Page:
Earned Income Tax Credit will be available
To understand why the costs rise, it's helpful to consider a program like the Earned Income Tax Credit. Based on some internal numbers the government has done and our estimates from the Census data, this program, the Earned Income Tax Credit -- which pays cash assistance to low-income workers, [and] you have to work to get it -- illegals right now account for just 1.5 percent of the costs of that program.
But if we legalize them, and they began to use the program like legal immigrants with the same level of education, we estimate that the costs would roughly go up ten-old, because now they would be able to use it. You can' get it if you have a bogus Social Security number.
Now remember, this dramatic rise in cost is not due to laziness on the part of immigrants, legal immigrants or illegal aliens. In fact, only those who work get the credit. The dramatic rise in costs simply reflects the low educational attainment of illegals --60 percent-plus, no high school; another 25 percent, high school only.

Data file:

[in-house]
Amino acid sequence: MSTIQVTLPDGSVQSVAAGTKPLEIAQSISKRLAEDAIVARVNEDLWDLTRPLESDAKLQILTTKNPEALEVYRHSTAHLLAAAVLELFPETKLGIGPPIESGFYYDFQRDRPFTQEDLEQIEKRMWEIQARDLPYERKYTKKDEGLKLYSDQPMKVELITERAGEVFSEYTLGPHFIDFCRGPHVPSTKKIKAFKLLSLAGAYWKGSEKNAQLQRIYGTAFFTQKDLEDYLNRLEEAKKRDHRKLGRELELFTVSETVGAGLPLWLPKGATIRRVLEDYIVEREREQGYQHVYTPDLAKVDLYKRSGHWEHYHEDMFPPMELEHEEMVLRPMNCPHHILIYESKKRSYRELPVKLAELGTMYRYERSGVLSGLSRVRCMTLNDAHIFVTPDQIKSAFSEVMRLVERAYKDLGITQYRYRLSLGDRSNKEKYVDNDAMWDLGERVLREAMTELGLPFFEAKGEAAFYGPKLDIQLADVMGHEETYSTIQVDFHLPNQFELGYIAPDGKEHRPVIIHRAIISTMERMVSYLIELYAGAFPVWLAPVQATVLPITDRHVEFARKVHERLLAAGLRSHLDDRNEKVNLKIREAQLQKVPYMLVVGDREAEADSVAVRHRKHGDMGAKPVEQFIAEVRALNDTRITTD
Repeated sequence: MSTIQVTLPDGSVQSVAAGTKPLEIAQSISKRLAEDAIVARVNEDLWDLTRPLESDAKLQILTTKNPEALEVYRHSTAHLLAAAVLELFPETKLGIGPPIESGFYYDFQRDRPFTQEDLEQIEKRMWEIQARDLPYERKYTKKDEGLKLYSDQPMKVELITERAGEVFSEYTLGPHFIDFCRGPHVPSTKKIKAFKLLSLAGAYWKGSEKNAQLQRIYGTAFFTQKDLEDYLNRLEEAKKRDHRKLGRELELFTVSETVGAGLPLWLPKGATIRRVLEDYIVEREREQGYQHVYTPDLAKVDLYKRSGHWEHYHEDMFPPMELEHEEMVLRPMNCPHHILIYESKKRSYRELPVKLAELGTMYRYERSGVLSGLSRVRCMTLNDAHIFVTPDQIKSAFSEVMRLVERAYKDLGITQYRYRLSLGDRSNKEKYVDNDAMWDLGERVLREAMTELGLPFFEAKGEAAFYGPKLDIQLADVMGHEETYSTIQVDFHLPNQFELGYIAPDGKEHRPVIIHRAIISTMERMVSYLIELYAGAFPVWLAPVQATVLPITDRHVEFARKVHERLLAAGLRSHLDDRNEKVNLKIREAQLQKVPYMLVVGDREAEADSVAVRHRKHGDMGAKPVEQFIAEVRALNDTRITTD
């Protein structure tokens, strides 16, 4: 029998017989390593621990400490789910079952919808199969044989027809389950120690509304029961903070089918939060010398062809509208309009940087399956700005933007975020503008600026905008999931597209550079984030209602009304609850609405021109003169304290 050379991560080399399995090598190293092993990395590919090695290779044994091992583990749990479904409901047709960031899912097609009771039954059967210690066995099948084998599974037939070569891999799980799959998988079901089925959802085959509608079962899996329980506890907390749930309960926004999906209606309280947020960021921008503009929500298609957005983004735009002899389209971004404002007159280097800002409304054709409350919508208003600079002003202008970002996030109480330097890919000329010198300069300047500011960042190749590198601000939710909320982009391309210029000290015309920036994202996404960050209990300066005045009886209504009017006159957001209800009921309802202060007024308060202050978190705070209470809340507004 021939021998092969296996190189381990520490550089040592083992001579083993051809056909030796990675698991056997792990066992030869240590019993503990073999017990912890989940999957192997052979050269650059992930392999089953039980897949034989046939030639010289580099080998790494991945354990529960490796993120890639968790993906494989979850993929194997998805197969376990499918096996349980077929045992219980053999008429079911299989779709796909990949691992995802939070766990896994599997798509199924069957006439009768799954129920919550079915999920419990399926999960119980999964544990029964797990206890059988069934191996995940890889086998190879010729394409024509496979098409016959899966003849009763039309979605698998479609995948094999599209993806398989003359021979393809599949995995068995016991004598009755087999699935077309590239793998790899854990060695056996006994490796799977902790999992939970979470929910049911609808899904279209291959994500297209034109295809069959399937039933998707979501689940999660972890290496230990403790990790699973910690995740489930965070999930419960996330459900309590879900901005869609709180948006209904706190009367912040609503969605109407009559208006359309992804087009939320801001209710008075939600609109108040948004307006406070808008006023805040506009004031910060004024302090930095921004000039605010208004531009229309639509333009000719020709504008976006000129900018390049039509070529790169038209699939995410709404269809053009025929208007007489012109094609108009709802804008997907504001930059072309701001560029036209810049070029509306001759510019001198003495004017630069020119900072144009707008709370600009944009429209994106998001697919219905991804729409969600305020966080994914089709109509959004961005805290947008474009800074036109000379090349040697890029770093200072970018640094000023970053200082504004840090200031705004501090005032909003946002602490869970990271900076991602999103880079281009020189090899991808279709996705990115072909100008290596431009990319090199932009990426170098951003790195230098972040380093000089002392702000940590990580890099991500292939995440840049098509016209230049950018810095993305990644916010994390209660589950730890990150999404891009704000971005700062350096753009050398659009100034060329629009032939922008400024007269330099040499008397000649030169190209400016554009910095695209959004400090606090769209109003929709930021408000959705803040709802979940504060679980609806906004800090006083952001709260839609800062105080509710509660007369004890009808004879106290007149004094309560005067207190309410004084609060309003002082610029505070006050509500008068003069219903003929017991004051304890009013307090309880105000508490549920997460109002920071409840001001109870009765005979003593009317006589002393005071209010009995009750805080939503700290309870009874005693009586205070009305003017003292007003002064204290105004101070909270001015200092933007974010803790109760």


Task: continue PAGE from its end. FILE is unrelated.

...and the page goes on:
To the extent that policymakers have considered the fiscal costs of illegal immigration, they have generally tried to reduce the costs while allowing illegal aliens to stay in some way or another. But this strategy has not been effective, because the average illegal alien already receives less than half as much in services from the federal government as do other tax . . . other households anyway.
Moreover, many of the costs associated with illegal immigration -- and this would be true under a guestworker program or any other legalization [program] -- are programs that they get on behalf of their U.S.- born children. And those children have welfare and other eligibility, like any other American citizen. So efforts to bar legal immigrants or illegal aliens from welfare and other means-tested programs are largely ineffective, because the child gets the benefit.
The cash assistance programs are small anyway. It's really things more like the food assistance program, WIC, food stamps, free school lunch, and the medical assistance programs, Medicaid -- those programs dwarf the cash assistance programs.
So we really have two options. Either we begin to enforce the law and significantly reduce the number of illegal aliens in the country, or we accept the costs they create. There's no middle ground here.